The paradox of the 2010 Senate race

Nate Silver is handicapping the 2010 U.S. Senate races at Fivethirtyeight.com and had this to say about Iowa’s seat, held by five-term incumbent Chuck Grassley:

Grassley will be 77 in 2010 and could retire, in which case the race probably leans Democrat. Absent a retirement, a kamikaze mission by someone like Tom Vilsack against the popular incumbent is unlikely to succeed.

Over at Iowa Independent, Chase Martyn begs to differ:

Grassley has not had a truly difficult race in some time.  […]

In 2004, Art Small […] received no institutional support from the Democratic party, which essentially conceded the race before it began.

In 2010, the picture is very different.  While Grassley’s approval rating remains high, almost everything else has changed.

Democrats have begun to truly dominate Iowa’s political scene. […]

What happens if former Gov. Tom Vilsack jumps into the race for Senate?

Fending off Vilsack’s challenge, Grassley could face deficits in both fundraising and name identification for the first time in decades. […]

Far from a ‘kamikaze mission,’ as Silver calls it, the emerging conventional wisdom around here is that Vilsack would have a real chance against Grassley in 2010.

Perhaps “kamikaze mission” is too strong a phrase, but we need to acknowledge that Tom Vilsack or any other Democrat would be a serious underdog against Grassley. Yes, Iowa now has far more registered Democrats than Republicans (about 106,000 more, last I heard), but Grassley has always benefited from a strong crossover vote.

Grassley will face substantial pressure not to retire in 2010, in part because several other Republican-held Senate seats are likely to be vulnerable. Furthermore, Iowa Republicans hoping to unseat Governor Chet Culver would love to be able to focus their spending on that campaign, rather than divide their resources between the gubernatorial race and defending an open Senate seat.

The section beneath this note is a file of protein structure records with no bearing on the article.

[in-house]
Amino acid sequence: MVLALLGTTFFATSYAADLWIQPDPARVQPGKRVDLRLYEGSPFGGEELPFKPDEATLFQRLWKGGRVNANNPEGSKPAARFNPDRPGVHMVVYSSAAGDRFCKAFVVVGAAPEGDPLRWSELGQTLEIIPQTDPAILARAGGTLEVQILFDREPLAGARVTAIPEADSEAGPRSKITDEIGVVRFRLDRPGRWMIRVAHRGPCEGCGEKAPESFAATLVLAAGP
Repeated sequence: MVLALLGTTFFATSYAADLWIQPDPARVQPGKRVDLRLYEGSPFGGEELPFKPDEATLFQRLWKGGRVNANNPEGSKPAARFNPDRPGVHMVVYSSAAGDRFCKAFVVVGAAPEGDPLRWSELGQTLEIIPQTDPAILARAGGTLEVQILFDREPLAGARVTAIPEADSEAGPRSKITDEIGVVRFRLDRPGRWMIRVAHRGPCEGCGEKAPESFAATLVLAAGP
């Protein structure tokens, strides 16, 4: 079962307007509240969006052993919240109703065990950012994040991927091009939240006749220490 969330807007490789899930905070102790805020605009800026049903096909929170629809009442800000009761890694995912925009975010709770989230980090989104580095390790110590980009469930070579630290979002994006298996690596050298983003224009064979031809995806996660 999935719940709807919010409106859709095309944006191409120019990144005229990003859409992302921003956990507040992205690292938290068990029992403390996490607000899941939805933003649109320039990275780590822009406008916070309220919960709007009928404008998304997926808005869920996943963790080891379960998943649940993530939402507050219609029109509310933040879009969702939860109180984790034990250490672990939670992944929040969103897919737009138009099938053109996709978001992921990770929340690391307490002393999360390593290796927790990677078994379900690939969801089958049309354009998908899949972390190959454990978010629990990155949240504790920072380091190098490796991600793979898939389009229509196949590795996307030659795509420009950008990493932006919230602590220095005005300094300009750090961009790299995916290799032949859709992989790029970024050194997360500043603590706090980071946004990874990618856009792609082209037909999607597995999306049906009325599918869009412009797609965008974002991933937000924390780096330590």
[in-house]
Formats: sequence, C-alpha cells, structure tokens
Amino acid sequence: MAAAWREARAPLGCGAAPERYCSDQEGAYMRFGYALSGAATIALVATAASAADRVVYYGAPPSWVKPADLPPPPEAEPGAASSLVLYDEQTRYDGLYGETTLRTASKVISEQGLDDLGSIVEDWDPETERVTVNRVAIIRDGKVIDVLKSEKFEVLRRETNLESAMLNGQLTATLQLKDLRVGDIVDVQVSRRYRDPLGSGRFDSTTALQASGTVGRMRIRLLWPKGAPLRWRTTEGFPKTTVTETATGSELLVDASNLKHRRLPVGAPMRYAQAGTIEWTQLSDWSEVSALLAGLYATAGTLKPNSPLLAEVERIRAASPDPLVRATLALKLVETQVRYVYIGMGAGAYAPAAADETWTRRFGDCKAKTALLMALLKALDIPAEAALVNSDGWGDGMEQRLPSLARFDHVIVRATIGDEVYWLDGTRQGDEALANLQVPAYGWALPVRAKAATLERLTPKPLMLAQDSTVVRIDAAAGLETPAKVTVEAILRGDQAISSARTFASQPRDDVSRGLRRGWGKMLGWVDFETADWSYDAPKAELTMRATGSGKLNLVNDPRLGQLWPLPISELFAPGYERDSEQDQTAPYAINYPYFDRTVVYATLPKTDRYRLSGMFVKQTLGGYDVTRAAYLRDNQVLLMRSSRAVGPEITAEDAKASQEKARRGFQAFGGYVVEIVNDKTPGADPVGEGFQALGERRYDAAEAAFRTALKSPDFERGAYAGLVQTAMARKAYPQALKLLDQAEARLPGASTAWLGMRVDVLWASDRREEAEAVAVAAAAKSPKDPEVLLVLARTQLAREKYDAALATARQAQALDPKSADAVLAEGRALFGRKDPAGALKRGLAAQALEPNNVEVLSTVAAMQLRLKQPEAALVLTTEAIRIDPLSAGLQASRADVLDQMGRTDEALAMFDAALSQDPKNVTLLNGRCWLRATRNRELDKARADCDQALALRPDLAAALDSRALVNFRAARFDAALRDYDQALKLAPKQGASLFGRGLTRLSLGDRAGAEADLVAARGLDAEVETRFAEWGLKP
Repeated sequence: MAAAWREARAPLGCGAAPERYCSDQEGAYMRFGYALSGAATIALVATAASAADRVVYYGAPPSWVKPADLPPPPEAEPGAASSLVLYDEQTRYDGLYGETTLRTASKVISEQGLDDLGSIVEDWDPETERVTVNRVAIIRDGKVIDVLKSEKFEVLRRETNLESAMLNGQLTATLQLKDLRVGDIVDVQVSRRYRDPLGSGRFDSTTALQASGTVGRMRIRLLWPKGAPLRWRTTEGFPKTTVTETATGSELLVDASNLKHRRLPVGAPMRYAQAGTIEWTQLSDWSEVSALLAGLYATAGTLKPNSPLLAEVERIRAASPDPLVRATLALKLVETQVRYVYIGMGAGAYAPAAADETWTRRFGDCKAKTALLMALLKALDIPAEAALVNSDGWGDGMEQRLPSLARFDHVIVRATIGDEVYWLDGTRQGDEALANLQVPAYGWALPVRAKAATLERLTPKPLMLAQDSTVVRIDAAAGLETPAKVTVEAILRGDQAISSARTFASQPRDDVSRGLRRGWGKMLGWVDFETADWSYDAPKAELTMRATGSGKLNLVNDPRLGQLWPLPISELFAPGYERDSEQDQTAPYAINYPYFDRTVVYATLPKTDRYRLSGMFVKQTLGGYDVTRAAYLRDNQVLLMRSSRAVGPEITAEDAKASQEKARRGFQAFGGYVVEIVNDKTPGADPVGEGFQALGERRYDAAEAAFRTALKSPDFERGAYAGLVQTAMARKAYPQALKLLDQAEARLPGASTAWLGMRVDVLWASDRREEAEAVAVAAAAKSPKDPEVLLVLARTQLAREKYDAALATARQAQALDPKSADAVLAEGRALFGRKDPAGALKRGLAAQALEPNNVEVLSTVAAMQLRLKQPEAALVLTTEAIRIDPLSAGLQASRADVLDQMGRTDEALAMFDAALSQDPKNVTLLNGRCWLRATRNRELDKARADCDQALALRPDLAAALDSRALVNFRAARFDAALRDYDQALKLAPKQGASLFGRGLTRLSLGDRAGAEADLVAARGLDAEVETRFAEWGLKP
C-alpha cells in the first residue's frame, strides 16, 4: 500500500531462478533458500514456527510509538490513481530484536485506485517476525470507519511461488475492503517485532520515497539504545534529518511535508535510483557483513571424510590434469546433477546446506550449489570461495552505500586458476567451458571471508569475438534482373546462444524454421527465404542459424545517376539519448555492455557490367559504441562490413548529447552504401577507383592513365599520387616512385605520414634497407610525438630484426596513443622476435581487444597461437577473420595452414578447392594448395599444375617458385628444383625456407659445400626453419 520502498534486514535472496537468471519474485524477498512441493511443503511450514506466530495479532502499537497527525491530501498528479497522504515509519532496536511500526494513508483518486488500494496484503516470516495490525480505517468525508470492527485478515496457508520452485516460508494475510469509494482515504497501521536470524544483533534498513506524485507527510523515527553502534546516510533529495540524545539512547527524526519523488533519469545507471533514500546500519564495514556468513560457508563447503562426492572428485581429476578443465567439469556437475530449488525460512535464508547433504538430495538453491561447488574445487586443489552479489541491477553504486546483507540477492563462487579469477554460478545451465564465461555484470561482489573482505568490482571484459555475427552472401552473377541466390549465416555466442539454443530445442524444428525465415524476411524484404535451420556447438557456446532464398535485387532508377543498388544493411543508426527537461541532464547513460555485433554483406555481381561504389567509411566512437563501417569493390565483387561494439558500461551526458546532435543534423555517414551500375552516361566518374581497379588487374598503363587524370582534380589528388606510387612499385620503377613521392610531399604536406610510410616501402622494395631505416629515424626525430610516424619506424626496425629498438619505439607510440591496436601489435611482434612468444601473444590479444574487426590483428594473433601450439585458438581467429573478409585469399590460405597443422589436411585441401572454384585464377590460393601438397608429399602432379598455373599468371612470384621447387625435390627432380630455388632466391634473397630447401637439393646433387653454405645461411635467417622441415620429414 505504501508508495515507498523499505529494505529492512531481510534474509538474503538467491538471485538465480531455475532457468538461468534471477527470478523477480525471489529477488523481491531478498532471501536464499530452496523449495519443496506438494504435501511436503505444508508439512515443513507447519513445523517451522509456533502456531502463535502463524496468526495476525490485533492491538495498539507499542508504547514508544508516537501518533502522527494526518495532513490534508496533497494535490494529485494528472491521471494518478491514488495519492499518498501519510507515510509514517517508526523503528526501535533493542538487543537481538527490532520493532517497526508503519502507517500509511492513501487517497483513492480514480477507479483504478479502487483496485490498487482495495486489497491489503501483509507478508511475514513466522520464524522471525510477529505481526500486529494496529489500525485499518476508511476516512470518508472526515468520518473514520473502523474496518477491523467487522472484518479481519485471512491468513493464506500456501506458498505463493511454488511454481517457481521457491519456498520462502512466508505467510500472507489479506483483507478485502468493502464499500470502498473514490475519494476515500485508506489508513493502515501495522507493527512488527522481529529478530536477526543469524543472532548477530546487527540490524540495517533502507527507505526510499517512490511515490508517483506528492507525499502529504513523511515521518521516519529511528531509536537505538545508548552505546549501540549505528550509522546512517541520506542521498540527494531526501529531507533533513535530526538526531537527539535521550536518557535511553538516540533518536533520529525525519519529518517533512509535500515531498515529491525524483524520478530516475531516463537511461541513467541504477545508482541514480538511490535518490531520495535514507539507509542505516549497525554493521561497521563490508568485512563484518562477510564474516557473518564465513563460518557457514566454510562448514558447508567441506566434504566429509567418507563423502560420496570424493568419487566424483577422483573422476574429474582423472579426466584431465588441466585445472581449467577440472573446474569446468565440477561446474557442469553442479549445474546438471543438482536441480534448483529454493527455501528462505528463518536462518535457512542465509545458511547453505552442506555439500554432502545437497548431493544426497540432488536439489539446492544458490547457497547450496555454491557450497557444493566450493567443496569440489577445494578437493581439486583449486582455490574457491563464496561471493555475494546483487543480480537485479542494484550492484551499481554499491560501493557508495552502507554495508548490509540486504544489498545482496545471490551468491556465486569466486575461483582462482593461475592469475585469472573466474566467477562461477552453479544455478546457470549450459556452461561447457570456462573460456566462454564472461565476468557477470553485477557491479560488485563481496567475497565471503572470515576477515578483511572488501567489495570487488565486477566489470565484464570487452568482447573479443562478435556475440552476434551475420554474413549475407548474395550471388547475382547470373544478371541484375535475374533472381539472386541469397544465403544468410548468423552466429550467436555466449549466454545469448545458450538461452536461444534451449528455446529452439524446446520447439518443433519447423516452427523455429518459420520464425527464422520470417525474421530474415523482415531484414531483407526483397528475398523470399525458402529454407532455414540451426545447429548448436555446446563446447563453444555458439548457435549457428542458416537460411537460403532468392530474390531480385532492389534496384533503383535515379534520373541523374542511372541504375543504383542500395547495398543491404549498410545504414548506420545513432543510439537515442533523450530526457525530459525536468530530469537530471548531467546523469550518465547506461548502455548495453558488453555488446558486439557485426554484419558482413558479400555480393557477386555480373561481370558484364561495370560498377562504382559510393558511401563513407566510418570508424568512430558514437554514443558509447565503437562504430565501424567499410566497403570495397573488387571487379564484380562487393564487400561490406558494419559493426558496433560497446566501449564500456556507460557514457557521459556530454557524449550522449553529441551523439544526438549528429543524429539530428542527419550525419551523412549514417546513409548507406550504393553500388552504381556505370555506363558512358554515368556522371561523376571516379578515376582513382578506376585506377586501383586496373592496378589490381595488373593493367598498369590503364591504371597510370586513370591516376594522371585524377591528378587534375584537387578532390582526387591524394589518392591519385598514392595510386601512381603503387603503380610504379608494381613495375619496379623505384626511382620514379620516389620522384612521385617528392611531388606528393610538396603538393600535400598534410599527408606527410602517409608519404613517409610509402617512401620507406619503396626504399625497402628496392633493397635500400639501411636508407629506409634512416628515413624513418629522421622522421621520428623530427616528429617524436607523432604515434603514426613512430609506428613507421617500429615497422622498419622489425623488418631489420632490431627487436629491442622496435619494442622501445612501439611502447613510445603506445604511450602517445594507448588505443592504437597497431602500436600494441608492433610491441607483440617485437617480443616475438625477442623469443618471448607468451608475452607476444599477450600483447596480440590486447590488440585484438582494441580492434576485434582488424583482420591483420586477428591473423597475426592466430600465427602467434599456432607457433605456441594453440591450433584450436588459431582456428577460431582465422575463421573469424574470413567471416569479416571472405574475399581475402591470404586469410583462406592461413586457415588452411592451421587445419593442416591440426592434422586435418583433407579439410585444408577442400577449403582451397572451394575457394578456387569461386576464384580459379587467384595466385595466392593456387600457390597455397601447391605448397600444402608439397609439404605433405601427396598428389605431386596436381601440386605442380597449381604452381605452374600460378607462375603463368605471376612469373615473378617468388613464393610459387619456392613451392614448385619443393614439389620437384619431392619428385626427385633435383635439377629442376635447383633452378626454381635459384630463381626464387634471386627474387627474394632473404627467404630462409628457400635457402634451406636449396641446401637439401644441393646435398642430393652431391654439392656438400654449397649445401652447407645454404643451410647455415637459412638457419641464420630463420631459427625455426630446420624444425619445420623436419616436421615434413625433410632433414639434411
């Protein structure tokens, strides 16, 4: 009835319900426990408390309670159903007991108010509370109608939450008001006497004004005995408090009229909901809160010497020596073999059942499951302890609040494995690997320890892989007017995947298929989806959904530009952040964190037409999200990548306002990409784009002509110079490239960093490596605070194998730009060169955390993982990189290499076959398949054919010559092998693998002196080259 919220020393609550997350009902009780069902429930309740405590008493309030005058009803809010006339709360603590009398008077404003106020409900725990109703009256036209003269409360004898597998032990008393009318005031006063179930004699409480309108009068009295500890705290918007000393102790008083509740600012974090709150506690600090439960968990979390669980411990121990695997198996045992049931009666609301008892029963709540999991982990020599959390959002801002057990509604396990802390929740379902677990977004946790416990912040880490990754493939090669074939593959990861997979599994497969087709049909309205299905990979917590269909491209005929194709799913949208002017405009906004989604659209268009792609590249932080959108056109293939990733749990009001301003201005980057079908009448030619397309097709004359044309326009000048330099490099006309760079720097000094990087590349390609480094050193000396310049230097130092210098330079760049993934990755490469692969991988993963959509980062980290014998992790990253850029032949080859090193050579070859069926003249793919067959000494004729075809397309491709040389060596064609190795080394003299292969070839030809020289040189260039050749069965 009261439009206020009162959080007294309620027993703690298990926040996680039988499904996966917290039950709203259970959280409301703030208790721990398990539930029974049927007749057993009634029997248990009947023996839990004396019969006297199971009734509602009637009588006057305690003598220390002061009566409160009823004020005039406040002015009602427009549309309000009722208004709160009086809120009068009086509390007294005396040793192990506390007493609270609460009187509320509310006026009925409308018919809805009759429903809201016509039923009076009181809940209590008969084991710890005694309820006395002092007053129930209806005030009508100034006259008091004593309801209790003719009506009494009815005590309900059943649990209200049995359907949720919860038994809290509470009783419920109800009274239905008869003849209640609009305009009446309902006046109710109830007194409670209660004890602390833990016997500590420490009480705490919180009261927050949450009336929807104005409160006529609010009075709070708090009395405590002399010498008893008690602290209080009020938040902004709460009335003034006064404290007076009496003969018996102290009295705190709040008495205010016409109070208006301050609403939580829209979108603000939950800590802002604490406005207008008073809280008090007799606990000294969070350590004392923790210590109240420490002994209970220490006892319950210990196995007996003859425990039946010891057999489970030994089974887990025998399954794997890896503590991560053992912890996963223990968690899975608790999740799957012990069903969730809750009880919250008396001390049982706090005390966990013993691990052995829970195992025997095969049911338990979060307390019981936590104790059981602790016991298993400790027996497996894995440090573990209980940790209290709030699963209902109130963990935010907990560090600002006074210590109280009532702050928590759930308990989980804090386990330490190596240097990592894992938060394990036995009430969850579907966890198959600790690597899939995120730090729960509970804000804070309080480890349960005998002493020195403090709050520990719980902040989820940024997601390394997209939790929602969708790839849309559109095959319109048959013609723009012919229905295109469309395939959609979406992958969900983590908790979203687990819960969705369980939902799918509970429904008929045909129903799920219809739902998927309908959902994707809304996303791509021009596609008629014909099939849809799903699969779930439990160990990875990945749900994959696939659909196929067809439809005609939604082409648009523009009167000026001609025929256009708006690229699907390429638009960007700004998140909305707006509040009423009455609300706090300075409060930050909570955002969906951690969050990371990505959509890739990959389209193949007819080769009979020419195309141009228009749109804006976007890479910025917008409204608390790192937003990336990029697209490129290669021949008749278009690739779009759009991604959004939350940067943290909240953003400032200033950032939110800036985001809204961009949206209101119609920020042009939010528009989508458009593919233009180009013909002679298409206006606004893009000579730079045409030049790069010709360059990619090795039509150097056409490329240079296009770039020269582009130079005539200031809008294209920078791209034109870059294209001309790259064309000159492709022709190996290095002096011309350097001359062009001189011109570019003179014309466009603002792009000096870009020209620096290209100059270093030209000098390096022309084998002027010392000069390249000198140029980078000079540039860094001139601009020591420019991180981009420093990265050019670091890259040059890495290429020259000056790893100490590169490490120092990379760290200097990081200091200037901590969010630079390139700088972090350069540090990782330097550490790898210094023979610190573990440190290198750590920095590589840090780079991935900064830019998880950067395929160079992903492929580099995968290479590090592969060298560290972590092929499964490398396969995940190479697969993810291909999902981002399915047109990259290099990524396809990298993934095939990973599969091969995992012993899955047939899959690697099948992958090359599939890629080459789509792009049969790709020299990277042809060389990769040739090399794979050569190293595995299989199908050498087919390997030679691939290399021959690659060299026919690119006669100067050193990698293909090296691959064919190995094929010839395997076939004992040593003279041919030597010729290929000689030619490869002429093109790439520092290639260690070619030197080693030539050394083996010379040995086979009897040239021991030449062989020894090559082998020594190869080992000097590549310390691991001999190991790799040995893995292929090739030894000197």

As I see it, four factors could push Grassley toward retirement:

1. A health problem (God forbid).

2. An unpleasant 2009 in the Senate minority. Grassley loves his job and has gotten along well with Montana Senator Max Baucus, who chairs the Senate Finance Committee. But what if the enlarged and emboldened Democratic majority doesn’t need to cut as many deals with Grassley as Baucus has done in the past?

3. Deteriorating relations between Grassley and the social conservatives who dominate the Republican Party of Iowa. For background on this tension, click here or click here.

4. A top-tier Democratic challenger who can raise a lot of money and has free time to campaign.

And that brings me to the paradox in the title of this post. Clearly Grassley’s retirement would give Democrats the best chance (some might say only chance) to win this seat. However, Grassley is more likely to retire if Tom Vilsack or another major-league Democrat jumps in now, instead of waiting a year or longer to see whether the incumbent will decide to step down for some other reason.

Challenging Grassley means embarking on long and exhausting uphill battle. But putting Grassley on notice soon that Democrats will not give him a pass is one of the few things we could do to improve the odds that he will retire.

What do you think, Bleeding Heartland readers? Can Iowa Democrats recruit Vilsack or another top-tier challenger for this race?

  • Voting for Grassley

    He’s a good guy – gets to all 99 counties every year.

    I wish he was not for the bailout though.  That angers me.

    But Grassley is Grassley – he’s going nowhere – I don’t care who is opponent is.

    • this would be a low-probability race

      no question about it. But he is more likely to retire if he starts enjoying life in the Senate less and Democrats make clear that he will have to work hard to be re-elected.

    • Wow Bill Spencer supporting a Republican, no way!!!!

      This is ground breaking news!!!